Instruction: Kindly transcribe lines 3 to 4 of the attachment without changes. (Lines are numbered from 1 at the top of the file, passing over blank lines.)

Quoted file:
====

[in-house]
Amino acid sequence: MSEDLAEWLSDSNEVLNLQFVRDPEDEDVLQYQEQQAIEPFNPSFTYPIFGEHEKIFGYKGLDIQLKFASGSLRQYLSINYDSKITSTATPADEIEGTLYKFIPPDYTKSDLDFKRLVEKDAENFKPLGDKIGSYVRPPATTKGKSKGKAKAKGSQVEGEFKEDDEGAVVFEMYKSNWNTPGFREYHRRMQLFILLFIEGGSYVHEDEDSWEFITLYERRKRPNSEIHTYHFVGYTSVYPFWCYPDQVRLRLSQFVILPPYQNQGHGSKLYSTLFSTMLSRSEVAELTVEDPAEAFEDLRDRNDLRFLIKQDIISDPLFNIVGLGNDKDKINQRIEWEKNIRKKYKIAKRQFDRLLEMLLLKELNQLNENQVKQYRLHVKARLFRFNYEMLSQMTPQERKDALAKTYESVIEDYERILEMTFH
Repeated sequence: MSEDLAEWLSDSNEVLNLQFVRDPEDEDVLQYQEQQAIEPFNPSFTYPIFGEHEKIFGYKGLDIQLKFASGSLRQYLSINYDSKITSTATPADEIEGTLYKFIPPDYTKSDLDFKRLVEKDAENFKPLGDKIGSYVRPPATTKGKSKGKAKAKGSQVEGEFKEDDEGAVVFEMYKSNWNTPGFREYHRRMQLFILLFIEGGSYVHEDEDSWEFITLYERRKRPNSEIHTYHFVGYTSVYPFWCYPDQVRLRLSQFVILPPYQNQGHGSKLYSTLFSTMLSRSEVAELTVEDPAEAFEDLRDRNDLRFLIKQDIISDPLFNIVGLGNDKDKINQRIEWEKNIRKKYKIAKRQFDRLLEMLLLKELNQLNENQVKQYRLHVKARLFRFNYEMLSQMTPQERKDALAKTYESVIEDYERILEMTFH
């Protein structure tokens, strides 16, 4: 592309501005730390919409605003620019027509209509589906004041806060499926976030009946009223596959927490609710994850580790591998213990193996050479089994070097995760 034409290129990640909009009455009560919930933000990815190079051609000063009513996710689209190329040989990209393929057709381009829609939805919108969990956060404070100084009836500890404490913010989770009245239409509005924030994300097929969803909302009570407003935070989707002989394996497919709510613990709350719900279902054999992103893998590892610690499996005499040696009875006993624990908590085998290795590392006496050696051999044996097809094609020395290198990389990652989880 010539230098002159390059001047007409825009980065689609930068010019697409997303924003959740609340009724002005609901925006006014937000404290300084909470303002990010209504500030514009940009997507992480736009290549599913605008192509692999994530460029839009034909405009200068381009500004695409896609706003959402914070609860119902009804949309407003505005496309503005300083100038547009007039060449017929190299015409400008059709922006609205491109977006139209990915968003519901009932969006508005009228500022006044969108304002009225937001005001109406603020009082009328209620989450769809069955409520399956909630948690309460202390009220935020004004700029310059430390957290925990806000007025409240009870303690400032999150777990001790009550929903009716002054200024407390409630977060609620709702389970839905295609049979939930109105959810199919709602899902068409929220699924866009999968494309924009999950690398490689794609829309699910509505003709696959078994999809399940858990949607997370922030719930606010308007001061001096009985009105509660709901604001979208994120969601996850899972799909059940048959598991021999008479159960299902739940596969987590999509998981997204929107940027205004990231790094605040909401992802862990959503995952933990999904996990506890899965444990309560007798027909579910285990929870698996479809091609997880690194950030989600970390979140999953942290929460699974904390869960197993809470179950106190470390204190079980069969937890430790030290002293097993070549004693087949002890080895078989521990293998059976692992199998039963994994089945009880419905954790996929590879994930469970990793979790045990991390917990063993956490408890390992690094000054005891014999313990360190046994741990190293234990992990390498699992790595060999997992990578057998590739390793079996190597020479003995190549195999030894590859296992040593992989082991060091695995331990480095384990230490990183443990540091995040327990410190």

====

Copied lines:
Repeated sequence: MSEDLAEWLSDSNEVLNLQFVRDPEDEDVLQYQEQQAIEPFNPSFTYPIFGEHEKIFGYKGLDIQLKFASGSLRQYLSINYDSKITSTATPADEIEGTLYKFIPPDYTKSDLDFKRLVEKDAENFKPLGDKIGSYVRPPATTKGKSKGKAKAKGSQVEGEFKEDDEGAVVFEMYKSNWNTPGFREYHRRMQLFILLFIEGGSYVHEDEDSWEFITLYERRKRPNSEIHTYHFVGYTSVYPFWCYPDQVRLRLSQFVILPPYQNQGHGSKLYSTLFSTMLSRSEVAELTVEDPAEAFEDLRDRNDLRFLIKQDIISDPLFNIVGLGNDKDKINQRIEWEKNIRKKYKIAKRQFDRLLEMLLLKELNQLNENQVKQYRLHVKARLFRFNYEMLSQMTPQERKDALAKTYESVIEDYERILEMTFH
């Protein structure tokens, strides 16, 4: 592309501005730390919409605003620019027509209509589906004041806060499926976030009946009223596959927490609710994850580790591998213990193996050479089994070097995760 034409290129990640909009009455009560919930933000990815190079051609000063009513996710689209190329040989990209393929057709381009829609939805919108969990956060404070100084009836500890404490913010989770009245239409509005924030994300097929969803909302009570407003935070989707002989394996497919709510613990709350719900279902054999992103893998590892610690499996005499040696009875006993624990908590085998290795590392006496050696051999044996097809094609020395290198990389990652989880 010539230098002159390059001047007409825009980065689609930068010019697409997303924003959740609340009724002005609901925006006014937000404290300084909470303002990010209504500030514009940009997507992480736009290549599913605008192509692999994530460029839009034909405009200068381009500004695409896609706003959402914070609860119902009804949309407003505005496309503005300083100038547009007039060449017929190299015409400008059709922006609205491109977006139209990915968003519901009932969006508005009228500022006044969108304002009225937001005001109406603020009082009328209620989450769809069955409520399956909630948690309460202390009220935020004004700029310059430390957290925990806000007025409240009870303690400032999150777990001790009550929903009716002054200024407390409630977060609620709702389970839905295609049979939930109105959810199919709602899902068409929220699924866009999968494309924009999950690398490689794609829309699910509505003709696959078994999809399940858990949607997370922030719930606010308007001061001096009985009105509660709901604001979208994120969601996850899972799909059940048959598991021999008479159960299902739940596969987590999509998981997204929107940027205004990231790094605040909401992802862990959503995952933990999904996990506890899965444990309560007798027909579910285990929870698996479809091609997880690194950030989600970390979140999953942290929460699974904390869960197993809470179950106190470390204190079980069969937890430790030290002293097993070549004693087949002890080895078989521990293998059976692992199998039963994994089945009880419905954790996929590879994930469970990793979790045990991390917990063993956490408890390992690094000054005891014999313990360190046994741990190293234990992990390498699992790595060999997992990578057998590739390793079996190597020479003995190549195999030894590859296992040593992989082991060091695995331990480095384990230490990183443990540091995040327990410190």